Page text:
Advice and tips?

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J Wesley

Enthusiast
Jun 11, 2019
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Kentucky
I'm planning a "chase-cation" for next year so I have plenty of time to get my ducks in a row. I'd like to target Kansas or Oklahoma, not opposed to Nebraska or Texas. Just depends on where the activity is forecast.

I do have some limited severe weather knowledge, I've attended NWS spotter classes in person and both online. I plan to do more online training and such the rest of this year to stay current.

Basically, I don't want to get insanely close to anything like many others do. I'm the guy with a 20' camera lens who just wants to take some pictures from a mile away, out of the rain, out of the hail. So pretty much, I just want to get in the vicinity of a storm - safely position myself and vehicle - grab a few shots - and tail it. I really feel like most of the fun *is* the chase itself.

My question is, how do you "gameplan" for a chase? What do you do to find out where to go? SPC online products? Other sources of data? What do you look for? Why is what you're looking for important? Or again, do you just let the NWS SPC do the heavy lifting and drive towards the risk areas?

I have several radar programs at my disposal. GRL3 on my laptop, RadarScope on my laptop and smartphone. I also have a GPS receiver for my laptop so that I can plot my position relative to storms. It works with Google Earth too, but I'll rely more on common sense, an actual Nav GPS and paper maps for driving.

I also plan to bring along a police scanner to listen in to public safety and will have a ham radio in my car to listen in and communicate as needed.

More than anything though, I want to be covert and not draw attention to myself. I'm hesitant about putting a magnetic radio antenna on the car, even. So no fancy amber strobes, skywarn magnets, or driving like a tool. I understand chasers/spotters have attained a pretty bad rep as of lately due to incidents and I don't want to contribute to that. I want to be a responsible and respectful enthusiast who just wants some pictures of the weather.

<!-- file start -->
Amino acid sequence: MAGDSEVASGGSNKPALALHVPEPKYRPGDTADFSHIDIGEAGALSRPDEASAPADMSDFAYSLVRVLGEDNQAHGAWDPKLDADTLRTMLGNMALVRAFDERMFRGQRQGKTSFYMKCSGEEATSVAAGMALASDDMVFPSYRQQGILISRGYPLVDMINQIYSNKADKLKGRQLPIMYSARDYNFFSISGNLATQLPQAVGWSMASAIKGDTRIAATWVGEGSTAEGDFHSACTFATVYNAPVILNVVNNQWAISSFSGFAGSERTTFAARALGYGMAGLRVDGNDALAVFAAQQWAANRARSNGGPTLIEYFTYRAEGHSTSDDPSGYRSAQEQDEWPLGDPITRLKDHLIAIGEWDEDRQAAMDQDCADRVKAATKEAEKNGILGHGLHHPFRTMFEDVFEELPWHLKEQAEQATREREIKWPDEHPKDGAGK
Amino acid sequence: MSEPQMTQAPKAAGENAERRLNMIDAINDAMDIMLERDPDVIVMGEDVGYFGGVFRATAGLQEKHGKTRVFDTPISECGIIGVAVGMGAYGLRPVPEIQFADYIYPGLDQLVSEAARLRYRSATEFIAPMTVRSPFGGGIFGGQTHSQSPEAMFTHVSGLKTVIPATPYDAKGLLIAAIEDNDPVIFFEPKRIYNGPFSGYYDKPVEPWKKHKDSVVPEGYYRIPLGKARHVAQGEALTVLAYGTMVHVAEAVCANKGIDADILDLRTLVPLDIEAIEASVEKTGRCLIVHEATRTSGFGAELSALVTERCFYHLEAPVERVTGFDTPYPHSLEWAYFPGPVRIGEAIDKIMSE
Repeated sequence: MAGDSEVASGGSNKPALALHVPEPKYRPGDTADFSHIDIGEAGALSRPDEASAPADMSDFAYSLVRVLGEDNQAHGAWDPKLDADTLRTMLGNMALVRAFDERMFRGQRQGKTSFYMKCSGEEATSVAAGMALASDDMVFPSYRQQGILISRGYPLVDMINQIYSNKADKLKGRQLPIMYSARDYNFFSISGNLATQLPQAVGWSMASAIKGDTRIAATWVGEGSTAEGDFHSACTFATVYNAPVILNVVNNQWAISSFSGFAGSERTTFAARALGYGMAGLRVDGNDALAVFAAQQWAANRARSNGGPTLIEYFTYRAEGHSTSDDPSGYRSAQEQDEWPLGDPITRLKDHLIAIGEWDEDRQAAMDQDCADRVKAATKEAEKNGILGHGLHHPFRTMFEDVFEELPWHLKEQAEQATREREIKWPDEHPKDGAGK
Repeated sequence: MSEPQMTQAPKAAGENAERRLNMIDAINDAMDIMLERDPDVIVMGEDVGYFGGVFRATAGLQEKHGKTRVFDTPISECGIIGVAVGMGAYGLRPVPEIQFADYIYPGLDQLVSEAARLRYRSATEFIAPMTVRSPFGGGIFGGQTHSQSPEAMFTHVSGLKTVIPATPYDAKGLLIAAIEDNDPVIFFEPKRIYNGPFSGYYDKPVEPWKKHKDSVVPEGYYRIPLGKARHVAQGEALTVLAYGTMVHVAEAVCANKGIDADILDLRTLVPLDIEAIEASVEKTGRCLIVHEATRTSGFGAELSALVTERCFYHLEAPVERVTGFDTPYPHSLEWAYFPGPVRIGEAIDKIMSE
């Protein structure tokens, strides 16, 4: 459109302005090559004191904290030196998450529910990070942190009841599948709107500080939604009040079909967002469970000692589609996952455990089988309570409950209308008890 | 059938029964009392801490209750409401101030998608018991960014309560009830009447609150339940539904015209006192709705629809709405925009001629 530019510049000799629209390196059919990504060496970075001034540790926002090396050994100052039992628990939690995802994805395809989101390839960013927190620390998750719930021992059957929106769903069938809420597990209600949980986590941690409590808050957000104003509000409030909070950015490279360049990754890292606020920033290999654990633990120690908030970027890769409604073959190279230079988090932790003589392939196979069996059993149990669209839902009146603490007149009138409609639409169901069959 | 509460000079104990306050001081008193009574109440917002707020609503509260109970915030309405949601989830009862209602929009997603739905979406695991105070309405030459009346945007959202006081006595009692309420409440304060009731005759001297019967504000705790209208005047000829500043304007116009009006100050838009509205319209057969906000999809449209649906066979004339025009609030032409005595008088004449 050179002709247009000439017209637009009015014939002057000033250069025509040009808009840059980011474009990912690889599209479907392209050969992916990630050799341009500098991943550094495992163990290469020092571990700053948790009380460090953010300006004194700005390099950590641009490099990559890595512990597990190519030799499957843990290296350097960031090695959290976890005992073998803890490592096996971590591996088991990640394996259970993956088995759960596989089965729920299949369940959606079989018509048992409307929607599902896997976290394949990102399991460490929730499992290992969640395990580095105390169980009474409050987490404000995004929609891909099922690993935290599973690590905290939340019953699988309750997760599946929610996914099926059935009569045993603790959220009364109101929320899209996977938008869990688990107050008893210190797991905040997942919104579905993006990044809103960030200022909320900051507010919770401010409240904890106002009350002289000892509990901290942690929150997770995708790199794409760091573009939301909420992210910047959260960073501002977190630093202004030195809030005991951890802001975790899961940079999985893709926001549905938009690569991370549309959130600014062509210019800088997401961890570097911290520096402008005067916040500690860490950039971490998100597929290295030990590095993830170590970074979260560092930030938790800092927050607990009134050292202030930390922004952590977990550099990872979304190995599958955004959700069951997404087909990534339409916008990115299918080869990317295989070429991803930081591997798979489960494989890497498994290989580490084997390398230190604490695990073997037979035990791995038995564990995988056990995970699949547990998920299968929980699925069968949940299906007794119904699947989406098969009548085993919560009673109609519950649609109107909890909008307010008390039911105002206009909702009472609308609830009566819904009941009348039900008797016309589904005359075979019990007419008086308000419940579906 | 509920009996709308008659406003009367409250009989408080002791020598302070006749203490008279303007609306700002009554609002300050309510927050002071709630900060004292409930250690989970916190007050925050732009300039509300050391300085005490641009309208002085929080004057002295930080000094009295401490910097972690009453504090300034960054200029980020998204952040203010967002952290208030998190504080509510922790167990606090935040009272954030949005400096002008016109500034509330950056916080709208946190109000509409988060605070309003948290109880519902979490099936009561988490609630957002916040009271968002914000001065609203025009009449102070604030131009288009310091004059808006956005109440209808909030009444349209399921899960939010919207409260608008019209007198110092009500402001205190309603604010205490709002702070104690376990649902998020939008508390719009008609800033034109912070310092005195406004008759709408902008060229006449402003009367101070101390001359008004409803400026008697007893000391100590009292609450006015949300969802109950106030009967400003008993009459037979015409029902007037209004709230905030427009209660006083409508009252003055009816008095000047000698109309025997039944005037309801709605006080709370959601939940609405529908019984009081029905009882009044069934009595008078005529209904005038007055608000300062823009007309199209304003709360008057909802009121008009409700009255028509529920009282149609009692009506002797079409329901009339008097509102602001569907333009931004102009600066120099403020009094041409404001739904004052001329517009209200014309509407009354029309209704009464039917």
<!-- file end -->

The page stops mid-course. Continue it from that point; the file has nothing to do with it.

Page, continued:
So please, understand I'm a little new to actual chasing, but I'd really like your useful tips and advice.
 

Jeff Duda

Resident meteorological expert
Staff member
Supporter
Oct 7, 2008
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Broomfield, CO
www.meteor.iastate.edu
I'll let others answer other questions as people fill in. I'll start with this one:

I'm planning a "chase-cation" for next year so I have plenty of time to get my ducks in a row. I'd like to target Kansas or Oklahoma, not opposed to Nebraska or Texas. Just depends on where the activity is forecast.
Get ready to add Texas, Nebraska, New Mexico, Colorado, Missouri, Iowa, South Dakota (and more) to your list of possible chase destinations. You won't have much fun if you limit yourself even two of the most active states for severe weather. Times have changed, and it just doesn't work that way anymore. Look at 2020 for example: there are significant portions of both Kansas and Oklahoma that were never in a tornado watch. So, first lesson: be flexible with your targeting, because you will need to drive long distances to cover good events that happen outside the core of the tornado alley.
 

Warren Faidley

Supporter
May 7, 2006
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Mos Isley Space Port
www.stormchaser.com
Best advice is to chase with someone who knows a fair amount about chasing and severe weather. Split the costs, etc., even if you don't need to. There are some more experienced chasers looking for chase partners. There is simply too much to learn about meteorology, interception and safety. You could easily end up in baseball hail or worse. Chasing is NOT always what you see on the Internet. There is a mind-numbing amount of driving and off days, especially now days. The sooner you learn the basics, the more comfortable and enjoyable it will be.
 
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Todd Lemery

Staff member
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Jun 2, 2014
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Menominee, MI
Warren hits the nail on the head. Your learning curve will be a hell of a lot shorter if you partner up with someone with more experience and experience is your best friend. Also, although there are a lot of solo chasers, it’s much easier and I say enjoyable when you have someone else picking out what roads to take and keeping an eye on the sky.
Jeff pointed out something everyone starting out should know. Even on an easy chase day you’ll probably put on hundreds of miles. 90% of chasing is getting into position to chase.
There is a lot of info on this site easily accessed by searching for code words with the search function in the upper right hand top of the page. Dive in!